Howard's competes with major grocery chains and discounters here. It recently had a Kroger Marketplace open. When gasoline prices were high, people were less prone to drive to the competition and they patronized their local neighborhood stores instead. Now that gas prices have hit a five-year low, the competition is benefiting, said Price. The retailer has been quick to respond by rolling out an EDLP program from its distributor, Laurel Grocery Co., London, Ky., on 2,500 items sold in the IGA stores. Price said the goal of the program is to stop any leakage to the competition of Center Store sales.

Being sharp on price is important for an independent in such a competitive market. Howard's has invested in price optimization software from Revionics. In response to the economy, the retailer is promoting value packs of meat, such as five packages with the “Pick 5 label” for $19.99, at a 20% savings. Meats are considered a growth department, and Howard's emphasizes its meats and butcher service.

Price said shoppers are trading down in response to the economy, and private label has really picked up as a result. In bread, for example, Price said, “They are trading from expensive to basic everyday white and wheat breads.” Consumers are also shopping more frequently and not filling up their pantries.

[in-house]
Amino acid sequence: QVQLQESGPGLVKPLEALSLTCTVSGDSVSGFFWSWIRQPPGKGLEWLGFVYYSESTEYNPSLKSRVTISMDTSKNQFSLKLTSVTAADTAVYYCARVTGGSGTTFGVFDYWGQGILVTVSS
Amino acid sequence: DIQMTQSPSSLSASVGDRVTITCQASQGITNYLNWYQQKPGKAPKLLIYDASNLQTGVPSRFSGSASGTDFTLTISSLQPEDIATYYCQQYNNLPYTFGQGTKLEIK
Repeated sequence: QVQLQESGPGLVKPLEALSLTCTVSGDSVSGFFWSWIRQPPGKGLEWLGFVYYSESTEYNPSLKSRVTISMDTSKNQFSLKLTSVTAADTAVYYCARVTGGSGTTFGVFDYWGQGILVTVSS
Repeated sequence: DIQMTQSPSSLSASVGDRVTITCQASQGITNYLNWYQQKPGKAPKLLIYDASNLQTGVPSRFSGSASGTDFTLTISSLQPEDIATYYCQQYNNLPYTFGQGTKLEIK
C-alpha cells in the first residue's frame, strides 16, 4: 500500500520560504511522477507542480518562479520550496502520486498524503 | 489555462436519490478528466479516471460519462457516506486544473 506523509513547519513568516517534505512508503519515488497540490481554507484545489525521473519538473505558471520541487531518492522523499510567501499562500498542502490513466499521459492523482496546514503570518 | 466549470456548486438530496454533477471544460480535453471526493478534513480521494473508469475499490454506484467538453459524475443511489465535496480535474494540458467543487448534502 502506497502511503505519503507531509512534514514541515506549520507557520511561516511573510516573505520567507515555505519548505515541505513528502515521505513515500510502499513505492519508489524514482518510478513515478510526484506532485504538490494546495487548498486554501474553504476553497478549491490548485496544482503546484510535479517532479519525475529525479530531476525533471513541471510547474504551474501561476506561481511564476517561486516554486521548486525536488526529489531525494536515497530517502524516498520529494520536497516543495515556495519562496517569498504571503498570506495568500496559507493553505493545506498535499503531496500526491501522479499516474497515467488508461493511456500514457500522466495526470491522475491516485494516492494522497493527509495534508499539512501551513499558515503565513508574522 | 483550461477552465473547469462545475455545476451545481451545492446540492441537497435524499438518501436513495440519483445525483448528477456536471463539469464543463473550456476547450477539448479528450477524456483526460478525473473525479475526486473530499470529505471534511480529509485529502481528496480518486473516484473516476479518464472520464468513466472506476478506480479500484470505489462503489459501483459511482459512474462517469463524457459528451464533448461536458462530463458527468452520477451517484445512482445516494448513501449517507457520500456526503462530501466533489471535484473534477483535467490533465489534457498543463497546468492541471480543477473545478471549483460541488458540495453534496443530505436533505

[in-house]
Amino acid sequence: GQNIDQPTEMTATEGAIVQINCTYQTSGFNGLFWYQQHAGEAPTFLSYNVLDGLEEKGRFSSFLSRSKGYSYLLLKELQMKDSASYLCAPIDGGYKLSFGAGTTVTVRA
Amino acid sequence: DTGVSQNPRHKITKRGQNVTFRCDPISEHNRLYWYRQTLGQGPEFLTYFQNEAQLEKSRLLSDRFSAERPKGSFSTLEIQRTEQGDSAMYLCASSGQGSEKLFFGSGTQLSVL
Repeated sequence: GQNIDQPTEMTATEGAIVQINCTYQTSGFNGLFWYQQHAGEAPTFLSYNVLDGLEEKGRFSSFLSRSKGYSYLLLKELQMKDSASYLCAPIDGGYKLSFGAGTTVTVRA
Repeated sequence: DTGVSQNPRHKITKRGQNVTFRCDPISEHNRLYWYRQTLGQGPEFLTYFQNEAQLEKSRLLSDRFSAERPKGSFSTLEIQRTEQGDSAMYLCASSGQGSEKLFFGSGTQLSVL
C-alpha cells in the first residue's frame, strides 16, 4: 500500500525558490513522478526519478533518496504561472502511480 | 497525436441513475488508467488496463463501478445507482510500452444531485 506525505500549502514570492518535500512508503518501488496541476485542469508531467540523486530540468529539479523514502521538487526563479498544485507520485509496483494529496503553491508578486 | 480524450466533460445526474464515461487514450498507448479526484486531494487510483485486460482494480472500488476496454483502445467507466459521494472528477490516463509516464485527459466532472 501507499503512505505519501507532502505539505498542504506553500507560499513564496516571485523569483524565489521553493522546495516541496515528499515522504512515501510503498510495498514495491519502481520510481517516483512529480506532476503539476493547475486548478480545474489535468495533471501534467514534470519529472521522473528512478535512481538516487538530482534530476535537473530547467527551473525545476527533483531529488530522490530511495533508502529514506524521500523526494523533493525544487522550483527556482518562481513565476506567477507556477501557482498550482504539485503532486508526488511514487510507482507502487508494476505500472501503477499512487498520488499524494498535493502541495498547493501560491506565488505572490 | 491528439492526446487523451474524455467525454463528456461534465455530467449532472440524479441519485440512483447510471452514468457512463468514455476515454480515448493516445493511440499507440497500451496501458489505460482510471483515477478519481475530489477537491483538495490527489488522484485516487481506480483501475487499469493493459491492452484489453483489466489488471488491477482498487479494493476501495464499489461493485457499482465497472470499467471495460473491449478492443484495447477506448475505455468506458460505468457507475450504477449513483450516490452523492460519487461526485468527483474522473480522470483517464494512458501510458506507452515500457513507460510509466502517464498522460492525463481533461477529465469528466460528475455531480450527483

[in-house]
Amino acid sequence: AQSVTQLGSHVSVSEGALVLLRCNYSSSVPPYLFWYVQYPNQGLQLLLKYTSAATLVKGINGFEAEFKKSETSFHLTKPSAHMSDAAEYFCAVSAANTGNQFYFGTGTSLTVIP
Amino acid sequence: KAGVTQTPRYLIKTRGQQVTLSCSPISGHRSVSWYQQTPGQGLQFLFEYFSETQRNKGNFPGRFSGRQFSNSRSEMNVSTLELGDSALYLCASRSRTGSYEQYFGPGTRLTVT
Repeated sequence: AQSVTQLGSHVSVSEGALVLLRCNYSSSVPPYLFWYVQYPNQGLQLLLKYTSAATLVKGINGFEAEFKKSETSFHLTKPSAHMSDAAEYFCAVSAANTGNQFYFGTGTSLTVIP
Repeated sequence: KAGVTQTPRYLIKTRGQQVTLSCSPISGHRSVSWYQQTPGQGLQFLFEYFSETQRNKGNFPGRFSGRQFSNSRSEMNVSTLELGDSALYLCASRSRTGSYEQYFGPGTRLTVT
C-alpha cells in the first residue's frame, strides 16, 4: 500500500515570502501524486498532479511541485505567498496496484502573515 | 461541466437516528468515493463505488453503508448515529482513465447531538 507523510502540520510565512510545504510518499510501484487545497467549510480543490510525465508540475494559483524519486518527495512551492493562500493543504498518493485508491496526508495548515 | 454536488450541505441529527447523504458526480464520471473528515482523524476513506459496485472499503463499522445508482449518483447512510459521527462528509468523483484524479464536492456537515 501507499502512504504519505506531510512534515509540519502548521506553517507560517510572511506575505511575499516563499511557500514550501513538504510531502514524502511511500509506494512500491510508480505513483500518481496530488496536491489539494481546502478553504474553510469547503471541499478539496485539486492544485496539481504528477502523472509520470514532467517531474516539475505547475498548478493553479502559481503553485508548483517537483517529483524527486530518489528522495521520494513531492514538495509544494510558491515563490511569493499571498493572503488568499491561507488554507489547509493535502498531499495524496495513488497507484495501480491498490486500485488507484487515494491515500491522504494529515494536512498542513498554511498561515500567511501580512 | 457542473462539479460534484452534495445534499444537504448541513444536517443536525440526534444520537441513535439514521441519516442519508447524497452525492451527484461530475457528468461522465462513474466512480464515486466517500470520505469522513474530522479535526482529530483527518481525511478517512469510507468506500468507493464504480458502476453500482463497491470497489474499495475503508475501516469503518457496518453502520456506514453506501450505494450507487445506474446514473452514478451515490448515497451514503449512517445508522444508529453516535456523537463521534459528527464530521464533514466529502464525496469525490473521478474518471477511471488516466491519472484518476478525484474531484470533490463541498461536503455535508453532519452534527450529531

The salvation for grocery retailers is that people have to eat. “They have to go somewhere, and we are trying to give them value to shop our stores,” said Price.

He added that the company is focused on becoming good merchants and selling impulse items, whether it be stuffed animals, five-packs of meats or holiday fruit baskets that are not on shoppers' lists.

The Save-A-Lot stores are benefiting in a depressed economy, Price reported. “It's still a great format, especially with the economy. We are seeing good numbers and customer count growth with our Save-A-Lots. It is an easy concept to run. We like it.”

Howard's is a second family to its employees, which the company calls team members. “We have an open-door policy where anyone of our team members or customers can call and come in and talk to us,” said Price.

McMaken's is soliciting customer feedback on its website that states: “Your Opinion Counts! We would like to hear about your shopping experience. You could win a $50 IGA Gift Certificate by completing a brief survey about your visit to our store — 20 winners will be selected each month! Thanks for your feedback — we're working to make your IGA experience the best it can be!”

Price said that employees participate in 401(k) matching funds and have health care benefits, and managers and department heads participate in a bonus program. He is concerned about the Employee Free Choice Act that the incoming Obama administration supports and thinks it could negatively impact his business if the company became unionized.

Price — who is a member of the IGA advisory committee, past chairman of the Ohio Grocers Association and on the National Retailer Advisory Board — said it is important to be involved with other organizations and community groups, because it pays off in making Howard's a better grocery retailer.

He credits Dodds for being a successful retailer and creating a company focused on the customer. “None of us would have a job if it wasn't for the customer, and we try to go above and beyond to take care of them,” Price said.